Nitric oxide is a difficult gas to work with, but Rona Chandrawati hopes to make it easier to use as a treatment for everything from glaucoma to heart disease — and possibly even COVID-19.
Together with her lab at the University of New South Wales, Associate Professor Rona Chandrawati and her collaborators have developed medical implants and drug-delivery technology that can generate therapeutic nitric oxide inside the body.
Nitric oxide needs to be highly controlled to be effective. The gas must be delivered to the right place, in the right dose, and at the right time.
A chemical and biomedical engineer, Chandrawati said the technology can deliver nitric oxide directly to the site of a disease. If successful, the implants could be used to treat conditions from glaucoma to heart disease.
Nitric oxide, an oxide of nitrogen with the chemical formula NO, has a host of therapeutic effects. It promotes wound healing, helps maintain blood pressure, prevents blood clots and plays an important role in immune response. Nitric oxide has also been shown to kill cancerous tumours in animals.
But delivering nitric oxide to the body is extremely challenging.
For a start, the gas is very short lived, Chandrawati said.
“If you deliver it to our body — it disappears in blood and tissue in seconds,” she said. “That means that it’s only effective in the area near the source of delivery.”
Chandrawati and her team hope to overcome these challenges with implants that can generate nitric oxide inside the body. These are coated with a chemical that acts as a catalyst, setting off a reaction that converts naturally occurring substrates in the blood and tissue into nitric oxide.
“The implantable device is located at the site of the disease, and then the nitric oxide will be released from the device,” Chandrawati said.
“It will be generated locally.”
Much of Chandrawati’s research to date has focused on creating implants to treat glaucoma patients.
“We showed that the nitric oxide generated from the implant in the eye can effectively reduce eye pressure, which is beneficial,” she said.
Chandrawati is currently investigating whether the coating can be applied to cardiovascular stents to relax blood vessels. The team is also exploring if similar technology can be used to deliver other signalling molecules beyond nitric oxide.
Long-term clinical use
When Chandrawati was nominated for create’s Most Innovative Engineers list in 2020, the coating on the nitric oxide implant was based on enzymes. But enzymes are affected by temperature and can easily denature.
Instead, Chandrawati has developed a new inorganic coating made from metal oxide that she hopes will last longer in the body.
“The idea is that this coating can be as stable as possible and can generate nitric oxide that is sufficient for long-term clinical use,” she said.
“So that we don’t have to have patients having to have revision surgery to remove the implant and to replace it with a new one.”
The improved coating will also be cheaper and easier to store.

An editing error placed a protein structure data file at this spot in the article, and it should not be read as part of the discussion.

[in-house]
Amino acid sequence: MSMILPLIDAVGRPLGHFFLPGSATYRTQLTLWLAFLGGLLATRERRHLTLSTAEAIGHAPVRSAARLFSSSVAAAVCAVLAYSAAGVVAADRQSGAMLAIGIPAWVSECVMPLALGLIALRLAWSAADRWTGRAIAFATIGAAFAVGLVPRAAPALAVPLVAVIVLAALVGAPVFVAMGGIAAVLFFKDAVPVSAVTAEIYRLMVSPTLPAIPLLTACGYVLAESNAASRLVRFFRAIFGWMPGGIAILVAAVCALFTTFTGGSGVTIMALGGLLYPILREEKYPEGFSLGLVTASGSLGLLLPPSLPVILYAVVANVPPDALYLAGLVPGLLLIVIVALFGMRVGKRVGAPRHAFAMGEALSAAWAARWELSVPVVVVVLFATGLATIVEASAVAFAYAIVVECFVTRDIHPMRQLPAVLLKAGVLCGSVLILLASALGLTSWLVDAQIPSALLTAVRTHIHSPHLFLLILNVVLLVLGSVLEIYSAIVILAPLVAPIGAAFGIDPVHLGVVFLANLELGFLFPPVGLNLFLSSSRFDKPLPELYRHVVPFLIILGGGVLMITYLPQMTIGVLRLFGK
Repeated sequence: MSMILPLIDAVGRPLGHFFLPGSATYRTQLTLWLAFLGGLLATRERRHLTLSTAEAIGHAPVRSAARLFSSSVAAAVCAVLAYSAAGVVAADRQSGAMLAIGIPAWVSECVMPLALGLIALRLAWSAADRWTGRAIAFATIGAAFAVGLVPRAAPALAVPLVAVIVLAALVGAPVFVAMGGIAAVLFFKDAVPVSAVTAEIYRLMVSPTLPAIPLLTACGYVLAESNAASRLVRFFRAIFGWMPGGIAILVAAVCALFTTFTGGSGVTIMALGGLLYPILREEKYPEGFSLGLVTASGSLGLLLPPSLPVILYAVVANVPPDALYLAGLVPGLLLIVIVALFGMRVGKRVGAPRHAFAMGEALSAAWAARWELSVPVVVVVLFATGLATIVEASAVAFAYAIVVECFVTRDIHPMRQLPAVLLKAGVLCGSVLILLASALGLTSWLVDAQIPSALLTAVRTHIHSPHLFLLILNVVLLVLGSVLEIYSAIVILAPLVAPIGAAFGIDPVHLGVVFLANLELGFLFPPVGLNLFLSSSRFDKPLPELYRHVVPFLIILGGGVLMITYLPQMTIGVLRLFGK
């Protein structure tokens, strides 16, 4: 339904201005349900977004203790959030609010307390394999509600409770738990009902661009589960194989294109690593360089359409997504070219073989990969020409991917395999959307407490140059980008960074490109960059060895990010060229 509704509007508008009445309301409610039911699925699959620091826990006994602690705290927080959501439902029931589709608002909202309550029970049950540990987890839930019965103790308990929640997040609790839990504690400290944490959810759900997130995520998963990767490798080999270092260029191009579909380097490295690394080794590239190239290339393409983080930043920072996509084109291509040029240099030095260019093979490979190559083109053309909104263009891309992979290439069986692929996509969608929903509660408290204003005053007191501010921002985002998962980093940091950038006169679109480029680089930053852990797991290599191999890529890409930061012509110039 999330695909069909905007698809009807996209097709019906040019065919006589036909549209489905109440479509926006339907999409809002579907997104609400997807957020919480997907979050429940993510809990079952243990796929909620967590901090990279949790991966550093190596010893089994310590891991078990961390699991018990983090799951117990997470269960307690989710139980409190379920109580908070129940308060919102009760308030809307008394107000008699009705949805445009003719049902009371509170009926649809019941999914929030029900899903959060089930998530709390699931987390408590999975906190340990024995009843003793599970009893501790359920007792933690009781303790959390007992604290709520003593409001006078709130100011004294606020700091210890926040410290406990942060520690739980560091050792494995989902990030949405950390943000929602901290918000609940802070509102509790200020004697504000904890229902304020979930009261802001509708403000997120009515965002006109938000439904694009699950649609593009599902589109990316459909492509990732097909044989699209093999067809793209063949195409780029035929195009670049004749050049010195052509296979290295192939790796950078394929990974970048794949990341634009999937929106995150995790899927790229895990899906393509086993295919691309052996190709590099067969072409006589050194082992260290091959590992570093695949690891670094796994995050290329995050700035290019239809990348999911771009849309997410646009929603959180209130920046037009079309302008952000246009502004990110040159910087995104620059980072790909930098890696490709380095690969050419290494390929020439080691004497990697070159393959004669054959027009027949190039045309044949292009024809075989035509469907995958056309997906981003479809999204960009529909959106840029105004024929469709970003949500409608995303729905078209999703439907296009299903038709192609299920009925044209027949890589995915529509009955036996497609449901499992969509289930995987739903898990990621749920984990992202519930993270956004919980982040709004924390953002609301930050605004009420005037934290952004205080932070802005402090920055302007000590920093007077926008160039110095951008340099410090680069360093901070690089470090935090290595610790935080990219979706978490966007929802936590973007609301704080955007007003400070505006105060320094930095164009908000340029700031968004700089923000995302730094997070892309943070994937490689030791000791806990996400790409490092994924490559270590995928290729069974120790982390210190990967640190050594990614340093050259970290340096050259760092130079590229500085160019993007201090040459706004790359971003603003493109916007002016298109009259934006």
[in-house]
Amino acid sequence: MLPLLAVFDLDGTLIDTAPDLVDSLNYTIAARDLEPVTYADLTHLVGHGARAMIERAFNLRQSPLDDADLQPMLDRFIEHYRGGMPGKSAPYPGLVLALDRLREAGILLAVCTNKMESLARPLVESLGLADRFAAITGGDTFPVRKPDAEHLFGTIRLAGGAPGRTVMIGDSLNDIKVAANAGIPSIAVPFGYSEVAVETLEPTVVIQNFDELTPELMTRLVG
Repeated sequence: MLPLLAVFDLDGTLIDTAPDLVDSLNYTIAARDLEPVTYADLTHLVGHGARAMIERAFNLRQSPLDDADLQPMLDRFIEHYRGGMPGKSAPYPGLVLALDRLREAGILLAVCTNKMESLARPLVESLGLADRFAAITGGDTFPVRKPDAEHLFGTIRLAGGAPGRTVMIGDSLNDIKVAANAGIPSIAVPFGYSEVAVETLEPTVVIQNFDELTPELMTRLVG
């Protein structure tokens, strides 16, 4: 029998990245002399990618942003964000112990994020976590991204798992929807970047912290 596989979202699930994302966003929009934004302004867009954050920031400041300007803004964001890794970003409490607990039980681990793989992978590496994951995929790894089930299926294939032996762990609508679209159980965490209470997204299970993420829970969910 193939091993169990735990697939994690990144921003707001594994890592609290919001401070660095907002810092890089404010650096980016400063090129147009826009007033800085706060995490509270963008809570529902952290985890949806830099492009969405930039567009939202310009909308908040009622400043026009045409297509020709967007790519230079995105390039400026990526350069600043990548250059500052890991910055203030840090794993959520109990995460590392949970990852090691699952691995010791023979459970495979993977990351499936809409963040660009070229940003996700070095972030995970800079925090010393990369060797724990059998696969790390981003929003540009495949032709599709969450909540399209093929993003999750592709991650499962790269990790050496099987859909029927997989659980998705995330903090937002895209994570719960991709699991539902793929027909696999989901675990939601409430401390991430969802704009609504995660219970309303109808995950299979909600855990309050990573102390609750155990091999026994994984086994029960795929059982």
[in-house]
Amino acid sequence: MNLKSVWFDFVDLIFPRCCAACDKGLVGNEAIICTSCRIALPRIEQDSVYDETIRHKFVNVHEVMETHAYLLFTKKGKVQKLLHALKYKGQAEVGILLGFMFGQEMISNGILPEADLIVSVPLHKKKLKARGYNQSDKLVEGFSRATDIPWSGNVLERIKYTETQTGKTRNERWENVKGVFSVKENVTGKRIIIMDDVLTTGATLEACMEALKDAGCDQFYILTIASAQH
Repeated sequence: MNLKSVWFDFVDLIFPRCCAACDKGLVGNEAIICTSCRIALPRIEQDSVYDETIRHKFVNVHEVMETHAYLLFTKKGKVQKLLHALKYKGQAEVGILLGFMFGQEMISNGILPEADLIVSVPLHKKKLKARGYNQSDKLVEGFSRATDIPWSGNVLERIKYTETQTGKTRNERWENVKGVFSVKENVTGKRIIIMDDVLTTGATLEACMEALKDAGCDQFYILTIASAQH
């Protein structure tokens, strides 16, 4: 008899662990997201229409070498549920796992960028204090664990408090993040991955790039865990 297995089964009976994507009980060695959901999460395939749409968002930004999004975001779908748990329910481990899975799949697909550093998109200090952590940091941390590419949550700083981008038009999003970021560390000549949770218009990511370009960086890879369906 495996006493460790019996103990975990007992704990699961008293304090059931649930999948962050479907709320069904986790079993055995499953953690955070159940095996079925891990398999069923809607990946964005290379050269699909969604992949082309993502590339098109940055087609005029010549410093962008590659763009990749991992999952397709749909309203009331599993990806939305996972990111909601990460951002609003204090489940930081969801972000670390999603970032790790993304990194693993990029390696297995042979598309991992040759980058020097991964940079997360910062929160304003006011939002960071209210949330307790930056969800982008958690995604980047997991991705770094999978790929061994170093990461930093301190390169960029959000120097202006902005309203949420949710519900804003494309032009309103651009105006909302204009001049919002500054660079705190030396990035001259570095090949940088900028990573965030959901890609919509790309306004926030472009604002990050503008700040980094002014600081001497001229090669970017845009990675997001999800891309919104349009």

“If we can make the coating as stable as possible … at room temperature, then it can be used whenever surgery is needed,” Chandrawati said.
Chandrawati stressed the implants are in the development stage, with clinical trials and a scale-up of manufacturing needed ahead of any commercialisation of the technology.
“Different organs in our body react differently to materials and interact differently,” she said.
“We need to ensure that they last for a long time and it causes a protective effect. It’s quite a long pathway.”
In future, Chandrawati hopes to test anti-thrombotic applications, to find out if the improved coating can remove blood clots that can form around cardiovascular stents.
“We want to show the coating creating nitric oxide [can] prevent blood clot formation,” she said.
Chandrawati is also interested in revisiting her glaucoma research to see if the improved coating works better there.
She’s also looking to create a wound-healing patch.
“The [bandage] that you use to cover a wound can also be coated with this [catalytic] material, so it can generate nitric oxide,” she said.
Adding to nitric oxide’s many benefits, the gas has potent antibacterial and antiviral properties. It was used to treat patients in the 2003 SARS epidemic, and research published in 2020 found nitric oxide can kill SARS-CoV-2 — the virus that causes COVID-19.
Chandrawati is not currently researching COVID-19 — one limitation being that her chemical engineering lab isn’t set up to test a deadly virus. But the possibility shows the huge potential for her nitric oxide-delivering technology.
“It’s a molecule with amazing properties,” Chandrawati said.
Chandrawati’s medical implants use an innovative zinc-based coating (pictured above) to deliver therapeutic nitric oxide gas to the site of a disease.
Once inside the body, the coating acts as a catalyst. It kicks off a chemical reaction that causes S-nitrosothiols — a substrate that is readily available in blood and tissue — to decompose. This produces nitric oxide gas.
The coating can be applied to existing implants, such as cardiovascular stents, or used in new applications.
Under ideal conditions, the technology has the potential to deliver “non-stop” therapeutic gas to where it’s needed most.